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after reading this very interesting thread on duplicate removal, i ended with this =>

    public static IEnumerable<T> deDuplicateCollection<T>(IEnumerable<T> input)
        var hs = new HashSet<T>();
        foreach (T t in input)
            if (hs.Add(t))
                yield return t;

by the way, as i'm brand new to C# and coming from Python, i'm a bit lost between casting and this kind of thing... i was able to compile and build with :

            foreach (KeyValuePair<long, List<string>> kvp in d)
                d[kvp.Key] = (List<string>) deDuplicateCollection(kvp.Value);

but i must have missed something here... as i get a "System.InvalidCastException" @ runtime, maybe could you point interesting things about casting and where i'm wrong? Thank you in advance.

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Are you trying to reimplement LINQ's Distinct() method? –  flq Oct 18 '11 at 13:26
flq there is no specified .net's version it may not have linq... –  Christophe Debove Nov 3 '11 at 15:38

2 Answers 2

up vote 3 down vote accepted

First, about the usage of the method.

Drop the cast, invoke ToList() on the result of the method. The result of the method is IEnumerable<string>, this is not a List<string>. The fact the source is originally a List<string> is irrelevant, you don't return the list, you yield return a sequence.

d[kvp.Key] = deDuplicateCollection(kvp.Value).ToList();

Second, your deDuplicateCollection method is redundant, Distinct() already exists in the library and performs the same function.

d[kvp.Key] = kvp.Value.Distinct().ToList();

Just be sure you have a using System.Linq; in the directives so you can use these Distinct() and ToList() extension methods.

Finally, you'll notice making this change alone, you run into a new exception when trying to change the dictionary in the loop. You cannot update the collection in a foreach. The simplest way to do what you want is to omit the explicit loop entirely. Consider

d = d.ToDictionary(kvp => kvp.Key, kvp => kvp.Value.Distinct().ToList());

This uses another Linq extension method, ToDictionary(). Note: this creates a new dictionary in memory and updates d to reference it. If you need to preserve the original dictionary as referenced by d, then you would need to approach this another way. A simple option here is to build a dictionary to shadow d, and then update d with it.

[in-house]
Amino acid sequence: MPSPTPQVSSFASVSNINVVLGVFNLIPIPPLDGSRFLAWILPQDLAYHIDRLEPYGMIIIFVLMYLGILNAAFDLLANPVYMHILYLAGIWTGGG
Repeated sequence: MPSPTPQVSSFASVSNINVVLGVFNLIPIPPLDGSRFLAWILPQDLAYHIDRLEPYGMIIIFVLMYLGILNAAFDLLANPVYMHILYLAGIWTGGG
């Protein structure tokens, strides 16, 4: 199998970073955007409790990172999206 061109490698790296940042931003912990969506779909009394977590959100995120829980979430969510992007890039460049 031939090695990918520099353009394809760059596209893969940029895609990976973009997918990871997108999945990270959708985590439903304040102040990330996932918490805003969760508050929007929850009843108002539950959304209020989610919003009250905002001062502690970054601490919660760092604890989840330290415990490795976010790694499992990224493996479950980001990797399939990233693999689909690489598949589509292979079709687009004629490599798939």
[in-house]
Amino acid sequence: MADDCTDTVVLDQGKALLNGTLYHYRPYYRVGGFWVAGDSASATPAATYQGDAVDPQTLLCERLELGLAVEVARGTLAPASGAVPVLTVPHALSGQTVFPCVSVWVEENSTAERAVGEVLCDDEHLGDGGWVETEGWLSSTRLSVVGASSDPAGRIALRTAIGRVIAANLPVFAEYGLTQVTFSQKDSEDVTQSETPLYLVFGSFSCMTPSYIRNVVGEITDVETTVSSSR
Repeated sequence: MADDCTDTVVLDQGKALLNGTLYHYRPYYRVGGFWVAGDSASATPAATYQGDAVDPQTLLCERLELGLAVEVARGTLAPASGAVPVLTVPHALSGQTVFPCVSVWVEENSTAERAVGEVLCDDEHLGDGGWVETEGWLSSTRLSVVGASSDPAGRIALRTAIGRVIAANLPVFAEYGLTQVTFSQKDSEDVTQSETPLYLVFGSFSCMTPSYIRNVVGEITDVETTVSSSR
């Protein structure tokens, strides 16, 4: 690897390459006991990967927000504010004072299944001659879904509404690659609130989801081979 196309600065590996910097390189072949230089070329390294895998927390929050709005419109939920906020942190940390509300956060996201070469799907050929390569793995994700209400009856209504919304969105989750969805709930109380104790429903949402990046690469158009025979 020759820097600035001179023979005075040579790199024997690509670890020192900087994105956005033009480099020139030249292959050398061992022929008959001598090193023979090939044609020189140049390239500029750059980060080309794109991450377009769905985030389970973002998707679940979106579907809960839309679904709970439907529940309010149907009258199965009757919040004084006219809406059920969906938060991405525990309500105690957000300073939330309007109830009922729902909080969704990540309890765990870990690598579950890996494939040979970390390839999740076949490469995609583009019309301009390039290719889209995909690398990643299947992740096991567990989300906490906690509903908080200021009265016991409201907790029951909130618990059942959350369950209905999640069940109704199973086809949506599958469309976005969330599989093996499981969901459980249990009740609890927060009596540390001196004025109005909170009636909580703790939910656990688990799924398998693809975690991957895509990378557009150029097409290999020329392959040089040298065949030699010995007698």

var shadow = new Dictionary<string, string>();
foreach (var kvp in d)
    shadow[kvp.Key] = kvp.Value.Distinct().ToList();

foreach (var kvp in shadow)
    d[kvp.Key] = kvp.Value;

These two loops are safe, but you see you need to loop twice to avoid the problem of updating the original collection while enumerating over it while also preserving the original collection in memory.

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Is this really supposed to assign a list as the key? –  Welton v3.54 Oct 18 '11 at 13:31
@Weltonv3.51, this does not assign a list as the key, it associates the newly distinct list as the .Value for the pair containing the .Key, as in the original code snippet in the question. –  Anthony Pegram Oct 18 '11 at 13:32
thank you, i think i get the point now. If i readed well, Distinct was coming with recent .Net releases, and was looking for something generic in first step... And also wanted to keep order (forgot to write this in my first) (well, by the way, i get another exception as i cannot change a dictionary while wlaking/interating on it...) –  lctv31 Oct 18 '11 at 13:33
@user1001170, Distinct() will preserve the order, it will be a near carbon-copy of the method you wrote, although it has some overloads that allow you to specify a comparer if default equality is insufficient. Also, I thought about specifying you need .NET 3.5+ to use these methods, but the same is true for HashSet<T>, it is also new with 3.5. –  Anthony Pegram Oct 18 '11 at 13:34
As for your exception, I'll update. It's true, you'll run into that because of the foreach. –  Anthony Pegram Oct 18 '11 at 13:35
d[kvp.Key] = kvp.Value.Distinct().ToList();

There is already a Distinct extension method to remove duplicates!

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